Small Learning Communities Meet School-To-Work: Whole School Restructuring for Urban Comprehensive High Schools
NETTIE E. LEGTERS Johns Hopkins University
This chapter describes specific reform practices schools are implementing to realize the vision for high schools in the United States set forth in Breaking ranks, a report published by the National Association of Secondary School Principals. The first section of this chapter reviews a general critique of public high schools articulated in the 1980s and describes the reform practices that have emerged over the past decade in response to this critique. The second section offers examples of schools that have pulled together a number of such reforms into a comprehensive school restructuring effort, focusing on one school in depth. The third section identifies challenges schools can expect to encounter when implementing the set of reforms. This section draws on the experiences of several schools the author and a research team at Johns Hopkins CRESPAR have worked with since 1994 as part of the Talent Development High Schools project.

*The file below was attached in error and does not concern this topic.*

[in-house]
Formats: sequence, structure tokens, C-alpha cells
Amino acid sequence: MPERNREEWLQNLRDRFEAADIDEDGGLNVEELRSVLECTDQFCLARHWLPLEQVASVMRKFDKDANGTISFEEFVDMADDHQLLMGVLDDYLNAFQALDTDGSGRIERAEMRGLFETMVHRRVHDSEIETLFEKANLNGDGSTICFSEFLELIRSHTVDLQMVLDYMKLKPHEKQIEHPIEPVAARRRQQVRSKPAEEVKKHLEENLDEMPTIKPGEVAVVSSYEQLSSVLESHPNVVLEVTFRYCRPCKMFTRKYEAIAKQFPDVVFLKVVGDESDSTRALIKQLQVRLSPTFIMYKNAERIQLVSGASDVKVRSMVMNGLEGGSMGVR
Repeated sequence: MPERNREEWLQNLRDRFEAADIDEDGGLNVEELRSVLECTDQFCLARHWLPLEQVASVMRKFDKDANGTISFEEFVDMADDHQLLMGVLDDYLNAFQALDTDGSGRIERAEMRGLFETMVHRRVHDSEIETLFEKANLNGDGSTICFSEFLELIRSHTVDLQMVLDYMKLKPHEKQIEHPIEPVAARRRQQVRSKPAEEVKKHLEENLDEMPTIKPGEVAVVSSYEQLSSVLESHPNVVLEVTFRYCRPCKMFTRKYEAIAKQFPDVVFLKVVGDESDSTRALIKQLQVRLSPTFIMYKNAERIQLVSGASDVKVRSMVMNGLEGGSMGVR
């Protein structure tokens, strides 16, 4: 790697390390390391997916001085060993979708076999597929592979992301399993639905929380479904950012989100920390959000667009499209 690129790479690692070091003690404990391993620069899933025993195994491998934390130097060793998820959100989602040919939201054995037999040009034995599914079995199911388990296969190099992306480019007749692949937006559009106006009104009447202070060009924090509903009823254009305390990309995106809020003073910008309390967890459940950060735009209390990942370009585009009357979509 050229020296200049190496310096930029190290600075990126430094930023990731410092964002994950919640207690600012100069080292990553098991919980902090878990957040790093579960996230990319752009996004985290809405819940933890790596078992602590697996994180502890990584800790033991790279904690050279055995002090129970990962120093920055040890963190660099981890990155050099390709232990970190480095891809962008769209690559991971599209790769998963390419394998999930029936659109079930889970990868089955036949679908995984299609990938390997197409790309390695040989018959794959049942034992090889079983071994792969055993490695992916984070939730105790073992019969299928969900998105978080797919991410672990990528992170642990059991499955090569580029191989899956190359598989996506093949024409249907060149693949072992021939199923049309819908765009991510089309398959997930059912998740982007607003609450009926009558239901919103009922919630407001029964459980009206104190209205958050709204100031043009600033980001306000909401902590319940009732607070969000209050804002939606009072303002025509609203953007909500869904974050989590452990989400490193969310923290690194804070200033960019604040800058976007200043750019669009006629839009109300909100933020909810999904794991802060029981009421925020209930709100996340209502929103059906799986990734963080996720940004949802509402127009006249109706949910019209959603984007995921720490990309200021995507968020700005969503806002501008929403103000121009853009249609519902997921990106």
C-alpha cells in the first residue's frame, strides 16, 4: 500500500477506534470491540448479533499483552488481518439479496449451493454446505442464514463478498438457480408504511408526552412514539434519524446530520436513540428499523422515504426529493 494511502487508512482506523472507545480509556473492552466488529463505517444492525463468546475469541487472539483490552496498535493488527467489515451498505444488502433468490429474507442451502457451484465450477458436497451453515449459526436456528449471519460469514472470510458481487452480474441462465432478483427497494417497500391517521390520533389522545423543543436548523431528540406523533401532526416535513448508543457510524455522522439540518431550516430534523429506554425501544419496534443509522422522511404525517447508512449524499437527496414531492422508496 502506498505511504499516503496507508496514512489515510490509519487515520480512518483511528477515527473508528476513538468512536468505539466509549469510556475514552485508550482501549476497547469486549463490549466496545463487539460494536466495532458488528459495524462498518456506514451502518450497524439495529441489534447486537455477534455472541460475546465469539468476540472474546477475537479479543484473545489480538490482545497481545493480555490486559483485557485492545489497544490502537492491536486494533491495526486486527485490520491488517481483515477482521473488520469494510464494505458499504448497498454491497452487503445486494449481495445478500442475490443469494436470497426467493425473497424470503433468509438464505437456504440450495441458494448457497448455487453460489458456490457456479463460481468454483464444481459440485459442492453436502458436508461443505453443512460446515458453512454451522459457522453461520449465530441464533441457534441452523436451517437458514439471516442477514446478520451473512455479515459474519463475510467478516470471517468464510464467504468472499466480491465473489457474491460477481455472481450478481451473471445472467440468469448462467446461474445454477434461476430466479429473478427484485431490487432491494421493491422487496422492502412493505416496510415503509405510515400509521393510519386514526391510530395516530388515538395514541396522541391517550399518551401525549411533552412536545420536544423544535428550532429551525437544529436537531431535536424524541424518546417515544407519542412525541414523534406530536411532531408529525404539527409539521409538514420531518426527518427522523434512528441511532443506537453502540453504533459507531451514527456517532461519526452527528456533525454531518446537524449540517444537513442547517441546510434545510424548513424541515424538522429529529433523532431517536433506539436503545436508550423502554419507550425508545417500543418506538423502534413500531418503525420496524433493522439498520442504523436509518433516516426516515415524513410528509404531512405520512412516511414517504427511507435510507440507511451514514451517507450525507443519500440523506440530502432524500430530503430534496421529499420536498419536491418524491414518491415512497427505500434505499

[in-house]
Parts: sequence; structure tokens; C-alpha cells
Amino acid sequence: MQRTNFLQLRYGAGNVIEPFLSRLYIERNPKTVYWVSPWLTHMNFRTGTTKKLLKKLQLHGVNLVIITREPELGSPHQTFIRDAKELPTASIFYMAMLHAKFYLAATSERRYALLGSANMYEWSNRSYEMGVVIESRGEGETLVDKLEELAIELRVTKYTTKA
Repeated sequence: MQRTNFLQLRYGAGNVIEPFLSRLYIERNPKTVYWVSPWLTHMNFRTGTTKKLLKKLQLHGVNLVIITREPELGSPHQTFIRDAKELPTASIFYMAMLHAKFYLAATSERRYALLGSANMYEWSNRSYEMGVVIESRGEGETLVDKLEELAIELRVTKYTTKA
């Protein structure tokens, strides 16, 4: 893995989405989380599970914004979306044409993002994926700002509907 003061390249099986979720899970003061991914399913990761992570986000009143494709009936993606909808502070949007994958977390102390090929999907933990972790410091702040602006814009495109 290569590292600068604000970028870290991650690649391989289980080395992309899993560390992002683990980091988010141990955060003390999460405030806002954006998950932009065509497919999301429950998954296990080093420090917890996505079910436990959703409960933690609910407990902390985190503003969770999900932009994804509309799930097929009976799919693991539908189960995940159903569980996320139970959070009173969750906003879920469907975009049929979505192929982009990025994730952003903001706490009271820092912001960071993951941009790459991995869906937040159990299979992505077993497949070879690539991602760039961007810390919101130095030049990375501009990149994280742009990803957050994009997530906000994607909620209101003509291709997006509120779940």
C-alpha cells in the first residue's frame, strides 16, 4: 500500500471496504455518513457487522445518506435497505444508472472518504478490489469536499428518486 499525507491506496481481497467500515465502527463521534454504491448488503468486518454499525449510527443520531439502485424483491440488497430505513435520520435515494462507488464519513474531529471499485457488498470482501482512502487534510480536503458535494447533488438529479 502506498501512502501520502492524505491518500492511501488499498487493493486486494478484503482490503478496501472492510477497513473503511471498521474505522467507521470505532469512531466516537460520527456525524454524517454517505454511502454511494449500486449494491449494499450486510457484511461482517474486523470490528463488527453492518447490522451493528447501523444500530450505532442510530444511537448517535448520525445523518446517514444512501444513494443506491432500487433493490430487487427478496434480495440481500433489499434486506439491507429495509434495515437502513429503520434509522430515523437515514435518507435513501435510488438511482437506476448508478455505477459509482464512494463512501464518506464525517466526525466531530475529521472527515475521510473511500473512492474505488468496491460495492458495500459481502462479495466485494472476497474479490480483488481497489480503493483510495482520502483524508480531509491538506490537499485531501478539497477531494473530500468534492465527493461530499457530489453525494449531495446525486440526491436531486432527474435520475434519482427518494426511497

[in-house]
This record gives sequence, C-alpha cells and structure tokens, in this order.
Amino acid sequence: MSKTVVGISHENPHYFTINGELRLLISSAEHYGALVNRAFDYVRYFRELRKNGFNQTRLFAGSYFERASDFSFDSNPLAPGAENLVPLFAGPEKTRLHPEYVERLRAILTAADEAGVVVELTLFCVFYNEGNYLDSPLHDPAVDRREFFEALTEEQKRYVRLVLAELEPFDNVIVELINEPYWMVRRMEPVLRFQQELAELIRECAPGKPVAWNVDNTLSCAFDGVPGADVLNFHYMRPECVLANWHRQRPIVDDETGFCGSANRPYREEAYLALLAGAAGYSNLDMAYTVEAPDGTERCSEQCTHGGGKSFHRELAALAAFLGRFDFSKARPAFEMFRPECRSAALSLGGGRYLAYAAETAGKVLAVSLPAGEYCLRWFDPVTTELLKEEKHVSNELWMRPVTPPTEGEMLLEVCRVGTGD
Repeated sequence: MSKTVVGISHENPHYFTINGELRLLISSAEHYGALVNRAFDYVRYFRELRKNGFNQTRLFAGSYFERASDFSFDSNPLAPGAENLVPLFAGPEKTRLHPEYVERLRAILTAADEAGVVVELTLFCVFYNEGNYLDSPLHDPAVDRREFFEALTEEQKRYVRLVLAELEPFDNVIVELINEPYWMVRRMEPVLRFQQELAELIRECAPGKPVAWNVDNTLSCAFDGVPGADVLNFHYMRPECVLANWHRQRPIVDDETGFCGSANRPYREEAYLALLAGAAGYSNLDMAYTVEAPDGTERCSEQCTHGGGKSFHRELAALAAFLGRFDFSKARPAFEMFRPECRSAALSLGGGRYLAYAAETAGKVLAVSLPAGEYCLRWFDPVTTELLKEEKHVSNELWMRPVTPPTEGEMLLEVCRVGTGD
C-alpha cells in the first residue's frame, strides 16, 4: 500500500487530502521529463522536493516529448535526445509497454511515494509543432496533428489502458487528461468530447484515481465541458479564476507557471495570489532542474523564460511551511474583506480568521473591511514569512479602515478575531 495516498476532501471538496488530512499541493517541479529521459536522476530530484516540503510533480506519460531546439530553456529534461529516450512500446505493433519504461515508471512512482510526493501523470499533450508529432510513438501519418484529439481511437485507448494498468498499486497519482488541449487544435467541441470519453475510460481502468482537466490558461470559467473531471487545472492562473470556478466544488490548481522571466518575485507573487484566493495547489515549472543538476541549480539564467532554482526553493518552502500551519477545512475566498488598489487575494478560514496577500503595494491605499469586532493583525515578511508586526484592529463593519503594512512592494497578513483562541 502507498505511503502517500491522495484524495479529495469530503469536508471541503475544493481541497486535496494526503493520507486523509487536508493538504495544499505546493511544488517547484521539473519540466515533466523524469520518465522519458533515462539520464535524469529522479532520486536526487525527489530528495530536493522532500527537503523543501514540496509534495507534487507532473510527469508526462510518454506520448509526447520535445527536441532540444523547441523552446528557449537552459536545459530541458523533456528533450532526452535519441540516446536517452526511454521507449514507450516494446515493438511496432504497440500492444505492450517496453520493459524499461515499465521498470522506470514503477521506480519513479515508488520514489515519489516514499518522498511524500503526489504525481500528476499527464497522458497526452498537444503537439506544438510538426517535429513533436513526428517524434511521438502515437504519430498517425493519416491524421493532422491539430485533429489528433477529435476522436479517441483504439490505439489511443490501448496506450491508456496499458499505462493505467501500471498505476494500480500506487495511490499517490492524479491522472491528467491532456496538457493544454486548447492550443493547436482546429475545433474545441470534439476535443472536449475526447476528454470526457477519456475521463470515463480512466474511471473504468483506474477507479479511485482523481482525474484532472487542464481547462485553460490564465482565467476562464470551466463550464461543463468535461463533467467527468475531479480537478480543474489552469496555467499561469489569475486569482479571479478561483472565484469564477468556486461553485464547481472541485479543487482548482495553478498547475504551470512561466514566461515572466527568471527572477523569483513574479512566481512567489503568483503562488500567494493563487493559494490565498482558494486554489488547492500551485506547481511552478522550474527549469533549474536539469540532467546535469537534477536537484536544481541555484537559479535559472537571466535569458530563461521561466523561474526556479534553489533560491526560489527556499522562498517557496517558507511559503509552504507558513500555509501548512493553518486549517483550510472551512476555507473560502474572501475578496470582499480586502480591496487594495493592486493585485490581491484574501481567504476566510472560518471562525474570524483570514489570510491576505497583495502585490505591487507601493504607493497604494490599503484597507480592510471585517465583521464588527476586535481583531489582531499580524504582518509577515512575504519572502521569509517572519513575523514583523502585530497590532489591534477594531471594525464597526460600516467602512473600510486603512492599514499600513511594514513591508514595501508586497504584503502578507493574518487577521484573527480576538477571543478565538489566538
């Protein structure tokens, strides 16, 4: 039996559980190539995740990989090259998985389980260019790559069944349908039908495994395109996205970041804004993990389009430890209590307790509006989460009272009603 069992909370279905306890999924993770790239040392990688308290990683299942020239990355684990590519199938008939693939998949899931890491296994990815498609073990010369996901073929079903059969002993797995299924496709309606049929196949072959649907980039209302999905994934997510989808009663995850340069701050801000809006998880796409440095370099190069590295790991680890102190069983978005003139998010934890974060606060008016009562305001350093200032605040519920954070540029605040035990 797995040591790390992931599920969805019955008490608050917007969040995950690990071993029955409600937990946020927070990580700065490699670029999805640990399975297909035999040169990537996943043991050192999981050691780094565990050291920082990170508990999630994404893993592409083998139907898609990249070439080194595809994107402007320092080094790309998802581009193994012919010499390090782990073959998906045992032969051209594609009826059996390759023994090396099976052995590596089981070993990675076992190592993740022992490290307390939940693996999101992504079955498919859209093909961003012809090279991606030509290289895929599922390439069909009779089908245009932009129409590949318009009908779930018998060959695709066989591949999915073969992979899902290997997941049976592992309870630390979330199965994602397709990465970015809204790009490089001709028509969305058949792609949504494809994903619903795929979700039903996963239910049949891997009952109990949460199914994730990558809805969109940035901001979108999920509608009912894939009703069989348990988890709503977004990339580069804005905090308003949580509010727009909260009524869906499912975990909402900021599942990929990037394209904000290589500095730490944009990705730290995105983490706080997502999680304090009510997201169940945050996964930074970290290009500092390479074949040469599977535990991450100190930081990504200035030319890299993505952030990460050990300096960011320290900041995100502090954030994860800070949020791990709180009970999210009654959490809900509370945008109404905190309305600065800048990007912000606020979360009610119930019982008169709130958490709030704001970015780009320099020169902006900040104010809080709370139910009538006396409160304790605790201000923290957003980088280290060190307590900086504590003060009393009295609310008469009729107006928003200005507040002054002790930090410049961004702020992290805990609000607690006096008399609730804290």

The opening scene of the 1989 film Lean on Me is designed to shock. It portrays a gritty urban high school filled with thugs, drugs, and overt violence. The fast-moving clip ends with the hospitalization of a teacher who tried to break up a student fight as the graffiti-filled hallways echo with a student crying, "Somebody help!"
If you ask real urban high school students what they think of that scene (which a colleague and I did in recent focus group interviews), most will say